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Friday, December 4, 2015

A New Initiative from the Authors Guild

From Publishers Weekly

Behind the Authors Guild's New Proactive Approach

A membership survey and contract initiative are part of a more proactive approach by the organization

Since Mary Rasenberger took over as executive director of the Authors Guild last November, the writers’ group has undertaken two significant projects: its Fair Contract Initiative and the first survey of guild membership in six years. Both efforts, Rasenberger said, are designed to help the organization better represent the interests of its 9,000 members, not just with publishers, but with government officials and other groups that can affect the livelihood of all authors.

The membership study, released last week, found that the median income for Authors Guild members dropped from $10,500 in 2009 to $8,000 in 2014, a decline of 24%. The decline came for both full-time and part-time authors, with full-time authors reporting a 30% drop in income, to $17,500, and part-time authors seeing a 38% decrease, to $4,500. The report, Rasenberger said, is a clear indication that “authors are struggling to make a living."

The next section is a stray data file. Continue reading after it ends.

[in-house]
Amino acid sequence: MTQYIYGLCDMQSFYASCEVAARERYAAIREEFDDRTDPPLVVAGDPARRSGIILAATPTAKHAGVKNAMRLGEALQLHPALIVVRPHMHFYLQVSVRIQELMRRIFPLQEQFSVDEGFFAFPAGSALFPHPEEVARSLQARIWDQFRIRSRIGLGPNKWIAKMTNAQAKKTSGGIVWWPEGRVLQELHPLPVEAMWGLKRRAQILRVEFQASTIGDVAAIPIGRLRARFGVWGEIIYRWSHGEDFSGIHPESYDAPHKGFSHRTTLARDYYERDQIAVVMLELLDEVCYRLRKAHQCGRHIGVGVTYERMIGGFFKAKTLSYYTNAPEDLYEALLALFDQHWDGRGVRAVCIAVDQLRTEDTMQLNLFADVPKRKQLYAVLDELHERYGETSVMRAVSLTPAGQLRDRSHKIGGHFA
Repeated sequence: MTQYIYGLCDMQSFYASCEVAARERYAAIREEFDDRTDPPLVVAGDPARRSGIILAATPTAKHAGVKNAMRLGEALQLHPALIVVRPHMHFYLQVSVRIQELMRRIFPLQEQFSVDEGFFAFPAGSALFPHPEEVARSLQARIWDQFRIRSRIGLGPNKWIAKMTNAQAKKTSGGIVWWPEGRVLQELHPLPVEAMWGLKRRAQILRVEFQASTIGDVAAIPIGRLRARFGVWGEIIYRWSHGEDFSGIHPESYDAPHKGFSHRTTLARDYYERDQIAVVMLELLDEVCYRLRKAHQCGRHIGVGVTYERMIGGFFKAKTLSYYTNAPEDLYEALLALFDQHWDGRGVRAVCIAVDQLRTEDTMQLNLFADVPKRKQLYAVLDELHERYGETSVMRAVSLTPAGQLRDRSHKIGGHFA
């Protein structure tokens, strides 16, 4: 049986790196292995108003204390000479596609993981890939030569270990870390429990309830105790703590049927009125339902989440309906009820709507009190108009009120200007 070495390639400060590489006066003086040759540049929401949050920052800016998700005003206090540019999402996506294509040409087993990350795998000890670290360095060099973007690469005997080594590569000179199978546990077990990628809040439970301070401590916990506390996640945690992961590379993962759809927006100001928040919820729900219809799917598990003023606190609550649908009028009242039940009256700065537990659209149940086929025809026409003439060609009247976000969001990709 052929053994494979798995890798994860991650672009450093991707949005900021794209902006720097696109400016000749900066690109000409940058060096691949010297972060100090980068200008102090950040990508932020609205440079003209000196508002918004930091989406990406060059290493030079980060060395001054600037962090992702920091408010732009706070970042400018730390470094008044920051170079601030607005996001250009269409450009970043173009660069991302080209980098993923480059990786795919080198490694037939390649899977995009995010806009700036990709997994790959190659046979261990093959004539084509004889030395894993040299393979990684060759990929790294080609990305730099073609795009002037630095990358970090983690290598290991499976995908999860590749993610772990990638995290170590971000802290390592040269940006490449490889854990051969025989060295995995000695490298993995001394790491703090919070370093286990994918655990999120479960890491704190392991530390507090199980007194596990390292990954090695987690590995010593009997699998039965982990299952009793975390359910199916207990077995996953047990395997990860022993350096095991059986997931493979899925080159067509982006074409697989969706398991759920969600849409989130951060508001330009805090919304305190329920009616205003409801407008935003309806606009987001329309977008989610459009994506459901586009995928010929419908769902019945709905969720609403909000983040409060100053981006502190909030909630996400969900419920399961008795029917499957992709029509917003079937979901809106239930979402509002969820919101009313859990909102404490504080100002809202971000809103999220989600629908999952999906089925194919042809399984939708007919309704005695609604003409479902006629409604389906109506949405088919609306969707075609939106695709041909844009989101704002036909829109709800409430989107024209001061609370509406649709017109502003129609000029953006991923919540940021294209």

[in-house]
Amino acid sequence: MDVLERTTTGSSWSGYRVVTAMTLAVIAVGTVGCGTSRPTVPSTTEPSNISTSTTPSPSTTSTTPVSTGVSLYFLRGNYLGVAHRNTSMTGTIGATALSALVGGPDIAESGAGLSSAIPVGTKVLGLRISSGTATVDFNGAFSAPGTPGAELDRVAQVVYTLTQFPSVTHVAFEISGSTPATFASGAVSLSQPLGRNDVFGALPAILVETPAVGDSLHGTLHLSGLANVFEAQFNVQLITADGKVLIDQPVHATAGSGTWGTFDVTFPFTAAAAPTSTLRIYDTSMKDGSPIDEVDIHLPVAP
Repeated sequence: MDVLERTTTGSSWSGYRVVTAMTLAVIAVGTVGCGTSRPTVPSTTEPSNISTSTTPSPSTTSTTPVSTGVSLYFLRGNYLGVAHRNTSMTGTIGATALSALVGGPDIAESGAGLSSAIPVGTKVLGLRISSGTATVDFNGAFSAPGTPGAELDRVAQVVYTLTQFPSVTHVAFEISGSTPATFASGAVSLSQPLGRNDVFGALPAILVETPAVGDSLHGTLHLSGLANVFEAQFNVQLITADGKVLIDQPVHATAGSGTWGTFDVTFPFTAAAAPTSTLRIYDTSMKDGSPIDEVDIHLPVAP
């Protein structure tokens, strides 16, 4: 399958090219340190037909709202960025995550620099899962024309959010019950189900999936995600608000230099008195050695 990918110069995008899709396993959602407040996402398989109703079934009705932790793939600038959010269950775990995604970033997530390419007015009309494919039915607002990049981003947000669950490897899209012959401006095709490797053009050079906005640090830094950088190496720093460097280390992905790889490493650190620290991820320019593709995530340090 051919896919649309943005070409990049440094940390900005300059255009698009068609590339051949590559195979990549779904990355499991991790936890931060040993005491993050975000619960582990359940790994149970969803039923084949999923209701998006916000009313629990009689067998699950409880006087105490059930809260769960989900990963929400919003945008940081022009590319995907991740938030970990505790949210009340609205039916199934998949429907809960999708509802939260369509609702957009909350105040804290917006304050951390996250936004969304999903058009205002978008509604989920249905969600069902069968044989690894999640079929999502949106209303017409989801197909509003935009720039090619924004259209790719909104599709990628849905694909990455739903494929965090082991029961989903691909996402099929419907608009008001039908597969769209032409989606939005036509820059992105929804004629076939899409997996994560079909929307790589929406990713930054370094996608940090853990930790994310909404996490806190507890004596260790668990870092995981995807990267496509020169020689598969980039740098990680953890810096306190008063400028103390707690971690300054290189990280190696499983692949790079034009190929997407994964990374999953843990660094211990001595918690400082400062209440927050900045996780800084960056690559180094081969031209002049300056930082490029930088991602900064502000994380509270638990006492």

So why are authors not earning what they used to expect?

The survey revealed that much of the loss in income was due to digital sales.  While costs to the publisher are minimal, it is usual for the author to get only 20% or 25% of the monies received.  When digital books are priced below $10, this means only about $2 to the author from each sale. While the royalty for a hardback priced at about $25 might only be 10%, it adds up to a lot more money.

Unsurprisingly, the survey also found that a third of the authors who responded are "hybrid," meaning that they are publishing some of their books themselves, either because the traditional publishers have turned them down, or because they know that they will get a much bigger share of sales -- up to 70% in the case of Amazon.  At the same time they are protecting their image by traditionally publishing, too.  And, unsurprisingly, the Authors Guild has relaxed its previously rigid dislike of self-publishing, so that indie authors who make at least $5000 a year from sales are now eligible for membership.


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